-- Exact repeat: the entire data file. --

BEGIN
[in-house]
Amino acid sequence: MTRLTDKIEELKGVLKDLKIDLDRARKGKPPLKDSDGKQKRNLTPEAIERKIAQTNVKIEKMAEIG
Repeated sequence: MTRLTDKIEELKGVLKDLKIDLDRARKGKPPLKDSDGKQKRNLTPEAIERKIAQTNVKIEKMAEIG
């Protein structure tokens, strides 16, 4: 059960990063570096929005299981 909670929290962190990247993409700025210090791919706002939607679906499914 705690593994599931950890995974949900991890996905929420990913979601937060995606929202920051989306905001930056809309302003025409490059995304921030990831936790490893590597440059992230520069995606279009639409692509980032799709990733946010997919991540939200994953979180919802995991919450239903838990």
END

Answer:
[in-house]
Amino acid sequence: MTRLTDKIEELKGVLKDLKIDLDRARKGKPPLKDSDGKQKRNLTPEAIERKIAQTNVKIEKMAEIG
Repeated sequence: MTRLTDKIEELKGVLKDLKIDLDRARKGKPPLKDSDGKQKRNLTPEAIERKIAQTNVKIEKMAEIG
């Protein structure tokens, strides 16, 4: 059960990063570096929005299981 909670929290962190990247993409700025210090791919706002939607679906499914 705690593994599931950890995974949900991890996905929420990913979601937060995606929202920051989306905001930056809309302003025409490059995304921030990831936790490893590597440059992230520069995606279009639409692509980032799709990733946010997919991540939200994953979180919802995991919450239903838990």